The success of open banking has been widely documented, with more than two million people and small businesses currently using it in the UK. These services give third-party financial service providers open access to financial data from banks and other financial institutions through Application Programming Interface (API) driven ecosystems. Open banking’s popularity is no surprise considering the benefits it offers customers. It can instantly round up and save digital spare change from consumer purchases, recommend financial products and make cross-border payments cheaper, faster and more secure than traditional bank transfers. What’s more, the need to evolve has accelerated because of the pandemic. In order to thrive in this landscape and retain their customers, banks need to be proactive.
What challenges are banks facing?
While the banking industry has advanced in certain ways in recent years, COVID-19 has hastened the need for a real shake-up. As explained in this report by KPMG, the financial sector was one of the industries most greatly impacted by the pandemic, with most banks seeing the price of their stocks slump. This has forced them to look at alternative revenue models by re-evaluating their product offerings and customer needs, setting up a landscape full of opportunity.
“Although COVID-19 may lead to a crisis in the real economy, the impact on the banking system and on the bank-customer relationship can also be defined as a ‘positive discontinuity’ for the purpose of digitisation of the sector and the ability to offer an excellent customer experience,” the report reads. This is something that many banks are already working towards. A recent survey of 300 global banking executives by banking software company Temenos found that 45 percent plan to create digital ecosystems, while 29 percent have open banking initiatives in place. But what of those not being so proactive?
We already know just how big a year 2020 was for open banking, with a Mastercard study finding that 62 percent of respondents across 12 European markets were interested in switching to digital banking. The company’s recent Global State of Play report also revealed that 53 percent of the world’s population use banking apps more than they did pre-Covid. Consumers have come to expect fast, accessible, convenient payments using online and mobile solutions and banks are now under pressure to meet these demands. This is especially true while they face stiff competition from tech giant offerings such as Google Wallet and Apple Credit Card, as well as the fintechs quickly creating sleek, user-friendly apps using open banking APIs.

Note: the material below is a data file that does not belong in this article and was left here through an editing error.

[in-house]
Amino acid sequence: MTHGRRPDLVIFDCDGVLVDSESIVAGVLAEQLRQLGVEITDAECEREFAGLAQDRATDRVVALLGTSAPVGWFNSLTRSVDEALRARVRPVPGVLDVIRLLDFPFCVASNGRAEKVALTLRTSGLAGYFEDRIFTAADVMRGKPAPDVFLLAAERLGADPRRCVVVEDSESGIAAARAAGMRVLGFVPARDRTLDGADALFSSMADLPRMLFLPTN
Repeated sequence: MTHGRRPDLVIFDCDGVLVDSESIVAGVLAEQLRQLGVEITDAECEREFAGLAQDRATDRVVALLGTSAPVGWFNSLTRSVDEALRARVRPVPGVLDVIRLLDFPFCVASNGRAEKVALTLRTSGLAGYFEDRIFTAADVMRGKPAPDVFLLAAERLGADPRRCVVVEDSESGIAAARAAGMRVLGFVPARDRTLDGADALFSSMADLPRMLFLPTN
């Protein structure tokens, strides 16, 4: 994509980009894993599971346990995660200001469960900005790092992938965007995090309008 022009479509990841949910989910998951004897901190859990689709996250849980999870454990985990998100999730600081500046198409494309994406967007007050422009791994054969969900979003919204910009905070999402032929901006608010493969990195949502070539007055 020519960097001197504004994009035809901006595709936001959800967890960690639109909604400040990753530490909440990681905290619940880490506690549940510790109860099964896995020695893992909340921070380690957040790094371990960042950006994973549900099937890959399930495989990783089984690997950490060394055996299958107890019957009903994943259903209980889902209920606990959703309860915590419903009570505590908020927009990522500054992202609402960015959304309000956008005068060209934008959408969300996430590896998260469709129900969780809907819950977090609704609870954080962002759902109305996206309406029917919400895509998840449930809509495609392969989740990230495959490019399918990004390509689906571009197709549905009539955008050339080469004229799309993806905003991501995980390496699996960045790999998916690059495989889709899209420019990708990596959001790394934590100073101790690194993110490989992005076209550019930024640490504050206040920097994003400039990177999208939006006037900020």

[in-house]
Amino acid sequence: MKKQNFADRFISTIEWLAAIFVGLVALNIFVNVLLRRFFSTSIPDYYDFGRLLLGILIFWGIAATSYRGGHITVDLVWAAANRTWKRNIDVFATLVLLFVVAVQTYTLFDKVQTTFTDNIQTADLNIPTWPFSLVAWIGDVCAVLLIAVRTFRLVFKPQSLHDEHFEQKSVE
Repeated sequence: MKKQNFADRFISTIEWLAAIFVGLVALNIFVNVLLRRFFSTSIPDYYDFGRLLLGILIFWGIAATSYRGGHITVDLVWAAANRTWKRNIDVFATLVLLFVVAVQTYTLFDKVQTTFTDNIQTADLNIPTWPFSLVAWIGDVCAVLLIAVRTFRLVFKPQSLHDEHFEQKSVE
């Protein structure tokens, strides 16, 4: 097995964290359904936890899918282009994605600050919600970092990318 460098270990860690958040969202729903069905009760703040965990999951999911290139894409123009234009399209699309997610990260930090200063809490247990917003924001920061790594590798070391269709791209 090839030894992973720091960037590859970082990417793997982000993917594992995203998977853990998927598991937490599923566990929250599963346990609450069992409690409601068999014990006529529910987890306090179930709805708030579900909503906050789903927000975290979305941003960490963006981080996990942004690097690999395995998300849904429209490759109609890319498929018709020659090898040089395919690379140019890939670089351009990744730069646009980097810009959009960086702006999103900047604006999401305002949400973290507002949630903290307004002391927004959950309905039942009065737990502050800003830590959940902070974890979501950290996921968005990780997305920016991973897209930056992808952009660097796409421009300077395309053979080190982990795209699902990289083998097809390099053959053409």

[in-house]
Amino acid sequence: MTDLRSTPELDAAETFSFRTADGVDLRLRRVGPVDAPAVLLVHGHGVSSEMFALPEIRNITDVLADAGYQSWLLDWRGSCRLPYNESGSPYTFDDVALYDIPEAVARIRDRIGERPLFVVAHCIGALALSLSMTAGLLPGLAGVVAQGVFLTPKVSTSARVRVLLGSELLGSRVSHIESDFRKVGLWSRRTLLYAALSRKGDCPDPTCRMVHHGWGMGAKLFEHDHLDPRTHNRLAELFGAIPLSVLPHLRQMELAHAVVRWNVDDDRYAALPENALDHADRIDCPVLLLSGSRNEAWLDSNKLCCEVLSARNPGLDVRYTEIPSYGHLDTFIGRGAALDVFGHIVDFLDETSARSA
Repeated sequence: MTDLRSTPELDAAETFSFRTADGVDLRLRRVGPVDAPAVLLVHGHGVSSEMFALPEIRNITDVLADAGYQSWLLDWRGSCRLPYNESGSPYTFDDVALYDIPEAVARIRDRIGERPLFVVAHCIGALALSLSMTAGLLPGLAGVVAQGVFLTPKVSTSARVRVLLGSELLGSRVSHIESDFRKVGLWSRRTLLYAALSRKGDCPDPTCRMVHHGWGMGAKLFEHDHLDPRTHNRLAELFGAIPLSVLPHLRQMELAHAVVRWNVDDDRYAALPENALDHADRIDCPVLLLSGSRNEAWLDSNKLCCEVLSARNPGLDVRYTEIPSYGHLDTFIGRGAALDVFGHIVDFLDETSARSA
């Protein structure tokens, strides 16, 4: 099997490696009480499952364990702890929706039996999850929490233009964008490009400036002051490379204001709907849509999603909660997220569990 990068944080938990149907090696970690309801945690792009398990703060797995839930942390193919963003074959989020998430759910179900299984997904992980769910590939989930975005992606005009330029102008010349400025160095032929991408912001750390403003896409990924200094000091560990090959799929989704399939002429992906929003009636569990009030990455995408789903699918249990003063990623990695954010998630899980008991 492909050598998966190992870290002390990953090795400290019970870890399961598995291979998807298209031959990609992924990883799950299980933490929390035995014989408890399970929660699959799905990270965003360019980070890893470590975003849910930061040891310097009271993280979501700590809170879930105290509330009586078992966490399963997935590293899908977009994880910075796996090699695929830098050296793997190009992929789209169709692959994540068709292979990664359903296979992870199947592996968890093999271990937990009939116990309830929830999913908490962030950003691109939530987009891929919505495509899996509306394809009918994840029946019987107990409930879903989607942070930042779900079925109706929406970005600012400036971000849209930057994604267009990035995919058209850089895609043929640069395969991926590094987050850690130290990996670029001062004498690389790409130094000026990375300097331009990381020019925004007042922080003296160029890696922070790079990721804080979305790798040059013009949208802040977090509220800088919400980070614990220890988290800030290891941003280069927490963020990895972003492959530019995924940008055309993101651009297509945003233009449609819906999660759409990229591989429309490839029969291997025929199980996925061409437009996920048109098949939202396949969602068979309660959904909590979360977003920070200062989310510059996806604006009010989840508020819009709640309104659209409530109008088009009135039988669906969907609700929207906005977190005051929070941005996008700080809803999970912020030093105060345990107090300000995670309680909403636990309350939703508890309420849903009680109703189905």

How can banks respond to this shift?
Rather than banks seeing fintechs as their adversaries, it’s much better to make them collaborators. Fintechs can use cutting-edge technology to build streamlined, innovative APIs to replace a bank’s old-fashioned products. They can also do so quickly as they aren’t weighed down by things like customer acquisition and legacy infrastructures. This lean, flexible approach enables banks to reduce costs and give their customers far more seamless experiences with competitive prices. Fintechs also work with banks to find and provide solutions to ongoing security threats. In return, these businesses can benefit from a bank’s trusted name and large customer base.
Such partnerships have been embraced by plenty of banks already, with promising results. HSBC, for example, was the first UK bank to launch a successful standalone open banking application. “That was all done in partnership with other firms, very little of the build was within HSBC,” Hetal Popat, HSBC’s head of open banking and PSD2, explains to Computerworld. “[They] move faster, do things cheaper and bring new ideas and approaches into the firm.” He also notes that the open banking data lets them accept more customers for credit products: “There’s a lot of customers out there in the UK who are perfectly creditworthy, but the data the bureau has on them is limited and therefore, due to a thin file, banks may say no. Now we get more data, we can say this customer is creditworthy and offer a loan.”
However, banks must also ensure that they choose the right fintechs to partner with. That starts by establishing exactly what problem it is they want to solve. As Vince Padua, chief technology and innovation officer at Axway emphasises in an article for Forbes: “For banks, knowing that your customers want all things but that your institution alone can’t be all things for them is key.” Only when they have prioritised their requirements can they find a fintech that will deliver what their customers expect and help out when things go wrong. The open banking trend is here to stay, and partnering with fintechs to offer modern and sleek APIs is necessary to increase customer loyalty and attract new clientele.